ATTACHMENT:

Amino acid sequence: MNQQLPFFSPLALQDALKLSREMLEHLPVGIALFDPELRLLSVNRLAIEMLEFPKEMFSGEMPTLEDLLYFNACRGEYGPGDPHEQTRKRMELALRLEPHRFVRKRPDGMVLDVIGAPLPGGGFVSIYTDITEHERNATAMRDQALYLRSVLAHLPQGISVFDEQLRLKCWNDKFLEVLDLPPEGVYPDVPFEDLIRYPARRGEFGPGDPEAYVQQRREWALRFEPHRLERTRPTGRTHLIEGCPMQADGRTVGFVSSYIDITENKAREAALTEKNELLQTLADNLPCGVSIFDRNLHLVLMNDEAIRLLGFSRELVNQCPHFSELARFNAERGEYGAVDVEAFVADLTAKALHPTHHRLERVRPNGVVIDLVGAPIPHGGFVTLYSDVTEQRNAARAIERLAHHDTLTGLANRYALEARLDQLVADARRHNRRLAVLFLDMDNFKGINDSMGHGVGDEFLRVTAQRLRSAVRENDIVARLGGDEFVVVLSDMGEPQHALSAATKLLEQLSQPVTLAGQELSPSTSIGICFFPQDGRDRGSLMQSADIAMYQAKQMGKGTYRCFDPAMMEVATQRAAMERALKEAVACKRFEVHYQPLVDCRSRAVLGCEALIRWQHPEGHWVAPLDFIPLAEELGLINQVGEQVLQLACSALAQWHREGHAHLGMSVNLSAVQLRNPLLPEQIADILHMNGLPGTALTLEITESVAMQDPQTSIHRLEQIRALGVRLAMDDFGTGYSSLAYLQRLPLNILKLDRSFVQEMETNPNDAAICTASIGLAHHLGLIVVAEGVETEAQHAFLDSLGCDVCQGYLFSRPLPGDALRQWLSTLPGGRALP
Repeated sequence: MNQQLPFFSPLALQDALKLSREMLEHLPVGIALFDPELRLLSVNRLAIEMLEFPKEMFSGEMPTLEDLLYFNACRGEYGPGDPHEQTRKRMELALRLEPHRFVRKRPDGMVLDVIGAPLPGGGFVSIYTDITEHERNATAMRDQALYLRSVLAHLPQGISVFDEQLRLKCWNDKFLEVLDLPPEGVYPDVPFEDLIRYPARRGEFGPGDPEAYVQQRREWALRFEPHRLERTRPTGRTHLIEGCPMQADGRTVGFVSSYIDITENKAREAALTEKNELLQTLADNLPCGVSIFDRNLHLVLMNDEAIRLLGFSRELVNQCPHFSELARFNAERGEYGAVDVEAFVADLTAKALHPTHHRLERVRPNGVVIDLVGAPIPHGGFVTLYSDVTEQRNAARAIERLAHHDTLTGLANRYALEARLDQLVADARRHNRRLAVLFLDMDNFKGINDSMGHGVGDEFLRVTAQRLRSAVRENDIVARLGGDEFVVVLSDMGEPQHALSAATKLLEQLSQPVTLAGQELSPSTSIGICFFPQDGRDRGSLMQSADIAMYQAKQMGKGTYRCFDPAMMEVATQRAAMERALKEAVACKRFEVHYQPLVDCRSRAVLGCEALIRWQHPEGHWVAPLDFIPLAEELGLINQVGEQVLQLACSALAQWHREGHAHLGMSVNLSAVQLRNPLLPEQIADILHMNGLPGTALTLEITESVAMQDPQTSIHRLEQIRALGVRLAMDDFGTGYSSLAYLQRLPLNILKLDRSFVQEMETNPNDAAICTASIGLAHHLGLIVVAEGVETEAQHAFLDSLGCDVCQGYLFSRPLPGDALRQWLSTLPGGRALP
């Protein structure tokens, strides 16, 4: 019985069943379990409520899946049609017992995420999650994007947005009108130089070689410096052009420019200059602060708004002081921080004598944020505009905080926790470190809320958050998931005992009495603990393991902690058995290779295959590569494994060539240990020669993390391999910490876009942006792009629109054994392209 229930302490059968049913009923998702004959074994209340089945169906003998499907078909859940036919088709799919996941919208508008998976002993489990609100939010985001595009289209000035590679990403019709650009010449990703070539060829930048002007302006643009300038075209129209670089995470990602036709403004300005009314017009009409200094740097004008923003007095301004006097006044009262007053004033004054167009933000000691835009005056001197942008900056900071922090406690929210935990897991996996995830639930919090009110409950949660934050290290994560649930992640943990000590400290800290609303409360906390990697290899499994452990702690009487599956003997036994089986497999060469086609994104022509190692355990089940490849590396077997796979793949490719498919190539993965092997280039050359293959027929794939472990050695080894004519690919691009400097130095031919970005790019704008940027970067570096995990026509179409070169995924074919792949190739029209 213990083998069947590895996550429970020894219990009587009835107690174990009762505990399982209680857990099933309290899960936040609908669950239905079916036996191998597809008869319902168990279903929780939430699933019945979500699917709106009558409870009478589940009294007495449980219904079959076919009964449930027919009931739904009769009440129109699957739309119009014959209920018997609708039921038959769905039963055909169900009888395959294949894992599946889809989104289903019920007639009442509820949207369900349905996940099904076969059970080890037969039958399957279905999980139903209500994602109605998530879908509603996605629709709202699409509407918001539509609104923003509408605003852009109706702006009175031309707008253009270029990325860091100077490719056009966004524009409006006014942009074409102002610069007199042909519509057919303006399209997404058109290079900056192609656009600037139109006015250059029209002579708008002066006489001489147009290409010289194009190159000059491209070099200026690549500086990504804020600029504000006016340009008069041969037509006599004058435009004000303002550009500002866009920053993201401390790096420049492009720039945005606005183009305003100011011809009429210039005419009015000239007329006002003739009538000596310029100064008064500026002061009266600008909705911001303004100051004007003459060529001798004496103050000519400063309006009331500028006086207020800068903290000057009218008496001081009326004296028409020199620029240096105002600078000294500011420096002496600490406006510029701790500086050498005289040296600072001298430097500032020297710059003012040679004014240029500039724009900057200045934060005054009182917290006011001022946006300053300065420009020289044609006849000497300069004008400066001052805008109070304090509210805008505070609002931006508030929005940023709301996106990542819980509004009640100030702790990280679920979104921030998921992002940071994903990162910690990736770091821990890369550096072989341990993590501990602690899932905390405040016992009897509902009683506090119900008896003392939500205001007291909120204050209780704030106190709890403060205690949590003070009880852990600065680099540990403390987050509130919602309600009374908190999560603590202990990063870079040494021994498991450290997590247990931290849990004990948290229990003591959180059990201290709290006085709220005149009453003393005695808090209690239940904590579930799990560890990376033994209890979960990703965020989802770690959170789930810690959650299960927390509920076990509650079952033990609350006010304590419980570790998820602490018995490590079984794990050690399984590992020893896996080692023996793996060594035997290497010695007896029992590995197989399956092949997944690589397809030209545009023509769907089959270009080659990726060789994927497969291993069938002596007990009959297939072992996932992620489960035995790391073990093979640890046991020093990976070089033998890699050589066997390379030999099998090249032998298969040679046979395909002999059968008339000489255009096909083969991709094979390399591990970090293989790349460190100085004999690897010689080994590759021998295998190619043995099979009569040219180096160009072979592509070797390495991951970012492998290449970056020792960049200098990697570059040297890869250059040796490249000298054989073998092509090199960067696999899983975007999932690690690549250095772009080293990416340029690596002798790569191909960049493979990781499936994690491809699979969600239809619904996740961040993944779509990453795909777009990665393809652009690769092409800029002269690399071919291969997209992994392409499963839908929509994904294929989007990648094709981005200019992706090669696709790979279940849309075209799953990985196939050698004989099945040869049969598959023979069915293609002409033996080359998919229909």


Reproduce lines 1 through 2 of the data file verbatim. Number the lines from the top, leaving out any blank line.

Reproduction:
Amino acid sequence: MNQQLPFFSPLALQDALKLSREMLEHLPVGIALFDPELRLLSVNRLAIEMLEFPKEMFSGEMPTLEDLLYFNACRGEYGPGDPHEQTRKRMELALRLEPHRFVRKRPDGMVLDVIGAPLPGGGFVSIYTDITEHERNATAMRDQALYLRSVLAHLPQGISVFDEQLRLKCWNDKFLEVLDLPPEGVYPDVPFEDLIRYPARRGEFGPGDPEAYVQQRREWALRFEPHRLERTRPTGRTHLIEGCPMQADGRTVGFVSSYIDITENKAREAALTEKNELLQTLADNLPCGVSIFDRNLHLVLMNDEAIRLLGFSRELVNQCPHFSELARFNAERGEYGAVDVEAFVADLTAKALHPTHHRLERVRPNGVVIDLVGAPIPHGGFVTLYSDVTEQRNAARAIERLAHHDTLTGLANRYALEARLDQLVADARRHNRRLAVLFLDMDNFKGINDSMGHGVGDEFLRVTAQRLRSAVRENDIVARLGGDEFVVVLSDMGEPQHALSAATKLLEQLSQPVTLAGQELSPSTSIGICFFPQDGRDRGSLMQSADIAMYQAKQMGKGTYRCFDPAMMEVATQRAAMERALKEAVACKRFEVHYQPLVDCRSRAVLGCEALIRWQHPEGHWVAPLDFIPLAEELGLINQVGEQVLQLACSALAQWHREGHAHLGMSVNLSAVQLRNPLLPEQIADILHMNGLPGTALTLEITESVAMQDPQTSIHRLEQIRALGVRLAMDDFGTGYSSLAYLQRLPLNILKLDRSFVQEMETNPNDAAICTASIGLAHHLGLIVVAEGVETEAQHAFLDSLGCDVCQGYLFSRPLPGDALRQWLSTLPGGRALP
Repeated sequence: MNQQLPFFSPLALQDALKLSREMLEHLPVGIALFDPELRLLSVNRLAIEMLEFPKEMFSGEMPTLEDLLYFNACRGEYGPGDPHEQTRKRMELALRLEPHRFVRKRPDGMVLDVIGAPLPGGGFVSIYTDITEHERNATAMRDQALYLRSVLAHLPQGISVFDEQLRLKCWNDKFLEVLDLPPEGVYPDVPFEDLIRYPARRGEFGPGDPEAYVQQRREWALRFEPHRLERTRPTGRTHLIEGCPMQADGRTVGFVSSYIDITENKAREAALTEKNELLQTLADNLPCGVSIFDRNLHLVLMNDEAIRLLGFSRELVNQCPHFSELARFNAERGEYGAVDVEAFVADLTAKALHPTHHRLERVRPNGVVIDLVGAPIPHGGFVTLYSDVTEQRNAARAIERLAHHDTLTGLANRYALEARLDQLVADARRHNRRLAVLFLDMDNFKGINDSMGHGVGDEFLRVTAQRLRSAVRENDIVARLGGDEFVVVLSDMGEPQHALSAATKLLEQLSQPVTLAGQELSPSTSIGICFFPQDGRDRGSLMQSADIAMYQAKQMGKGTYRCFDPAMMEVATQRAAMERALKEAVACKRFEVHYQPLVDCRSRAVLGCEALIRWQHPEGHWVAPLDFIPLAEELGLINQVGEQVLQLACSALAQWHREGHAHLGMSVNLSAVQLRNPLLPEQIADILHMNGLPGTALTLEITESVAMQDPQTSIHRLEQIRALGVRLAMDDFGTGYSSLAYLQRLPLNILKLDRSFVQEMETNPNDAAICTASIGLAHHLGLIVVAEGVETEAQHAFLDSLGCDVCQGYLFSRPLPGDALRQWLSTLPGGRALP